Album Reviews

Serafin – No Push Collide

(Taste Media) UK release date: 18 August 2003

Serafin - No Push Collide Serafin combine strong pop sensibilities with a hard edge and incendiary live performance; think ‘Blur meets Foo Fighters‘ or ‘Jane’s Addiction meets Weezer.'” These are bold statements, be they the words from an ambitious Serafin or their trusty PR machine. Either way, such a statement requires some introspection, namely the rather abrasive contrast from one auspice to another.

Opener Stephen’s In The Sky is a proto percussion intro to the album which suddenly cuts into the sleazy pop suss of current single Day by Day. Things Fall Apart follows the depressing themes of Stephen’s In The Sky, touching on a breakup in a sad/happy melodic style. No Happy is a brilliant, almost spoken word short story, with the Serafin rhythm section perfectly complementing Ben Fox Smith’s devious delivery. Awkward riffs and Fox Smith’s now lazy croon again showcase some ingenious ability on Numerical.

Due in large to the foursome evading the tendency for British rock acts to ride the carpet of their American counterparts, frontman Ben Fox Smith has a distinct style which prowls between a Brian Molko-with-balls drawl through to all out vocal chord shred-o-rama… Ben, good luck live… Similarly Serafin’s sound has a vintage British feel to it while the strings and production are ingested and spewed, creating a chic 21st century rawness, something few rock acts create in these stripped to the bone, über-producer supremo times.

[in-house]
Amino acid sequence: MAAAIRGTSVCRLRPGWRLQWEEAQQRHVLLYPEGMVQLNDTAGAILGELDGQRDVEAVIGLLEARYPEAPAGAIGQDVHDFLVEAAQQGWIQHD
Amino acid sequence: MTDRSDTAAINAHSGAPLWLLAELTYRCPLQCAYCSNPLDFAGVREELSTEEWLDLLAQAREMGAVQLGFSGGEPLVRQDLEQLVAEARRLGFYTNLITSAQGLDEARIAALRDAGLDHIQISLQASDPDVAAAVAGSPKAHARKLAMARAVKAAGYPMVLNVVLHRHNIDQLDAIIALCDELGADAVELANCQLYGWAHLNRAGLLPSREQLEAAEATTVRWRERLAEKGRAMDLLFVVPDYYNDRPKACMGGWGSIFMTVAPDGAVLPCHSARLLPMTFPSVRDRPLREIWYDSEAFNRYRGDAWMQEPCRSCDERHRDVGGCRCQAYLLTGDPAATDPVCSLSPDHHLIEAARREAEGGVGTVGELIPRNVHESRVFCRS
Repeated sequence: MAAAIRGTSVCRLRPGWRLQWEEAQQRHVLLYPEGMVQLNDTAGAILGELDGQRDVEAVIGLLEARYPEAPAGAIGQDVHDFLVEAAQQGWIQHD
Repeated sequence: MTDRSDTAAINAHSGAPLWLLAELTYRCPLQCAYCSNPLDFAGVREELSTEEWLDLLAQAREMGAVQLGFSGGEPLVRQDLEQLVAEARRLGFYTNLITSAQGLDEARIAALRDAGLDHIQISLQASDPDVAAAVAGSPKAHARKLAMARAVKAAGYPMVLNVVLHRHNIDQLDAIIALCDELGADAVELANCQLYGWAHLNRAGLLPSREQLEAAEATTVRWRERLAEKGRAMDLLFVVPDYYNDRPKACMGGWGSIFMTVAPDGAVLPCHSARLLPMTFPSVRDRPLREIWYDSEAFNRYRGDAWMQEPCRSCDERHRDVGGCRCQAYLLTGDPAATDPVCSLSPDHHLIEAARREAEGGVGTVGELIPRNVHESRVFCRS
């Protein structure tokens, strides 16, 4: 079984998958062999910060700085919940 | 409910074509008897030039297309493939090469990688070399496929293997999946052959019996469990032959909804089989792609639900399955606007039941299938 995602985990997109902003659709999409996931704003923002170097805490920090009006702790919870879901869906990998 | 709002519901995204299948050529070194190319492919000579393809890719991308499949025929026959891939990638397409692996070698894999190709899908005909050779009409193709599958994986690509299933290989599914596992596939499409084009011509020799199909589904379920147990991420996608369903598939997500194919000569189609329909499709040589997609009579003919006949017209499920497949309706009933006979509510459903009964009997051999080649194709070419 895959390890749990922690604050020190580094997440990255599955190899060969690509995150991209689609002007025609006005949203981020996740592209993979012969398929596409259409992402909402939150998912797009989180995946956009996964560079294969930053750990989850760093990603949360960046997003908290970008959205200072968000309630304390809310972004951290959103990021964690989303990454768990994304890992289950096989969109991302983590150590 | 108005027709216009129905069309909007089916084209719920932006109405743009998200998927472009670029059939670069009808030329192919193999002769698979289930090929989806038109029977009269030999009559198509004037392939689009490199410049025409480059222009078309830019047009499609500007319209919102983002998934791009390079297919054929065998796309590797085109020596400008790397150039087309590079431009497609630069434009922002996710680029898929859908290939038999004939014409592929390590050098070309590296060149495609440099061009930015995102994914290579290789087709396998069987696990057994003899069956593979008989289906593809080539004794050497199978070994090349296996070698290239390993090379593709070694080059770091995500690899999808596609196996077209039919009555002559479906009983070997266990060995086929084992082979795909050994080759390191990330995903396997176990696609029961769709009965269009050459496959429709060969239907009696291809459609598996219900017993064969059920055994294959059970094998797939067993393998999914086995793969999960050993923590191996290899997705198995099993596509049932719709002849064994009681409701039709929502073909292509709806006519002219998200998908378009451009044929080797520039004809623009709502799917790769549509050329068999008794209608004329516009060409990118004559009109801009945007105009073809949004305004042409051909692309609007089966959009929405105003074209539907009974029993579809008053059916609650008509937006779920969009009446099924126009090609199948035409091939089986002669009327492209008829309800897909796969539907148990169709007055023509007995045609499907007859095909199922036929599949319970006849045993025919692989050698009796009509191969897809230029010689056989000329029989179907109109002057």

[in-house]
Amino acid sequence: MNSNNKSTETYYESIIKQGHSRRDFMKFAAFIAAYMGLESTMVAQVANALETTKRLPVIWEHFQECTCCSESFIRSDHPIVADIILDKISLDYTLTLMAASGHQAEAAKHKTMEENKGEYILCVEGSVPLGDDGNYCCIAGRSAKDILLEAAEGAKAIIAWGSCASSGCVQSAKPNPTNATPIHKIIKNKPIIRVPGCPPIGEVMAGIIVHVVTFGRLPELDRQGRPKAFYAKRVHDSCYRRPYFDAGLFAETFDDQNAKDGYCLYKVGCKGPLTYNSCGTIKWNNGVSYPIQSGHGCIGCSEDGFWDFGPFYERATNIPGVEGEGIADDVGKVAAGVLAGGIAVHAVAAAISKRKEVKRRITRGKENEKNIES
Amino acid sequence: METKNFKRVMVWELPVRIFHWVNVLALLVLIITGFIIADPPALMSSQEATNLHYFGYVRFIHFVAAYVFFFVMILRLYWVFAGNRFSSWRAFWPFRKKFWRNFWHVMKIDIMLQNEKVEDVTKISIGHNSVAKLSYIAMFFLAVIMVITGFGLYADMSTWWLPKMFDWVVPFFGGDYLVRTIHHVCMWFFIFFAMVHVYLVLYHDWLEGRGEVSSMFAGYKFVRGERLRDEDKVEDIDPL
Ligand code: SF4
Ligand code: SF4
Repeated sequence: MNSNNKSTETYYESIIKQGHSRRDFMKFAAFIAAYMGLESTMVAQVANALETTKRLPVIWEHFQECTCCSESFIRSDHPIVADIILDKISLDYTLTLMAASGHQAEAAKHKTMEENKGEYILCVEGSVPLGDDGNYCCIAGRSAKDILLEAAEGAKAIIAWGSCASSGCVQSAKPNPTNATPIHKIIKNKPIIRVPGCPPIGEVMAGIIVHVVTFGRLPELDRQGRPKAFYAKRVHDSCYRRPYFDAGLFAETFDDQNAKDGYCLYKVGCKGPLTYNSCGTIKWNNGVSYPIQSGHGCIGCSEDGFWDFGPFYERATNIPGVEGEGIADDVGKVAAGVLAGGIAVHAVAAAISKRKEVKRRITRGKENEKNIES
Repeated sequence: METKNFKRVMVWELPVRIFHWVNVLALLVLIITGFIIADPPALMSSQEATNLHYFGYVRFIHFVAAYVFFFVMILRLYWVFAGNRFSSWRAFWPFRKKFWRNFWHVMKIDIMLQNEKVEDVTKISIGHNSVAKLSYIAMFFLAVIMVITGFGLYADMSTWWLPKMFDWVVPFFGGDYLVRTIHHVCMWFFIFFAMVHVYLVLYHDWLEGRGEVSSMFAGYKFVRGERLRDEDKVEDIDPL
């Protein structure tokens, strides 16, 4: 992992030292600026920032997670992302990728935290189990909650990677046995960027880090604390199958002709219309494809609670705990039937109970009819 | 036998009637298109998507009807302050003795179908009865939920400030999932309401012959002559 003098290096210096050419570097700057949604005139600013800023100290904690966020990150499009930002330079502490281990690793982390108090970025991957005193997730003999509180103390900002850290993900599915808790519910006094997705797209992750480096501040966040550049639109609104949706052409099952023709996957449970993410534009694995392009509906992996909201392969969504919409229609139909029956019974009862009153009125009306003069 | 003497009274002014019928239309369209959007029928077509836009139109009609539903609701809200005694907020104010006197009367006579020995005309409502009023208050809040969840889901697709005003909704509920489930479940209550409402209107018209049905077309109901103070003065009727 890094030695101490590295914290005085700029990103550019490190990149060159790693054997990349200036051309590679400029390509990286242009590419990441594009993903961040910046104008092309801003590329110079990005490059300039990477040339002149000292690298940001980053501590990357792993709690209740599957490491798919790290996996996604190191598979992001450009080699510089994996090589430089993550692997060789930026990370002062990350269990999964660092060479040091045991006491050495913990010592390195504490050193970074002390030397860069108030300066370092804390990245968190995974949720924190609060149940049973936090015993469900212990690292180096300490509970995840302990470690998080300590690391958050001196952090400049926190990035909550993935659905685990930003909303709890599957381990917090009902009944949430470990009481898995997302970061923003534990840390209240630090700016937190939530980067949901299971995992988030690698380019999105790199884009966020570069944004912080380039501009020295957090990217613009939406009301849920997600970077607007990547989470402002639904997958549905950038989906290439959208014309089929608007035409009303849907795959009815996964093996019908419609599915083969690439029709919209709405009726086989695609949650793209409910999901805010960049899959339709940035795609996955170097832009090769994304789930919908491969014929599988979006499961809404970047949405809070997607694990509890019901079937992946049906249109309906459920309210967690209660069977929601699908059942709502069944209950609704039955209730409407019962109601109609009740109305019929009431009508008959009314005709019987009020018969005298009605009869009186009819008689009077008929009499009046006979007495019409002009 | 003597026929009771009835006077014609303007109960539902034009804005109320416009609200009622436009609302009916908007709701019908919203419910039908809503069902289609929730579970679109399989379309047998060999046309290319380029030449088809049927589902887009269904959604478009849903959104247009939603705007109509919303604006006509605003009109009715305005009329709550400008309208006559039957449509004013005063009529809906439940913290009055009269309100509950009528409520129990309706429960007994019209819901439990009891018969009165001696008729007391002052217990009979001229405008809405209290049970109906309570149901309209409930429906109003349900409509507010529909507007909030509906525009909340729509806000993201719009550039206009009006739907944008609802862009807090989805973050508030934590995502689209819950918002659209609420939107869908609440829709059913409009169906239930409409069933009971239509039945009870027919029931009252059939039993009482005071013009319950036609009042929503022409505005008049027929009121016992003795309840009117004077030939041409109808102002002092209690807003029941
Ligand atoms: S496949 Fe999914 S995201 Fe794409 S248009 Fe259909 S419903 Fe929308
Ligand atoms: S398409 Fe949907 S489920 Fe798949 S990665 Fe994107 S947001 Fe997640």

Where the foursome fall short is, crucially, in the final third. Build High, Tear Low is too damned annoying with clanky melodies and an ill thought-out structure. An anthemic chorus and some hard-edged vocal work from the impressive Fox Smith dispel the Simon Cowell treatment though. Sadly the same can’t be said for the ensuing trio of fillers. It was only after these that I woke up in time for the upbeat, soft-rock ballad Who Could I Be?

Clocking at a sharp 42 minutes, No Push Collide is a world away from the (now clear) PR soundbite. Not that it’s a bad thing. For while the above-mentioned quartet of names may attract eyes and ears, Serafin have kept their heads down and delivered a solid debut. With festival dates and promo touring in the works, Serafin have got the chance to bring their genuinely unique sound to the masses. After that, some experience should help them fulfil the evident potential. Roll on album number two…

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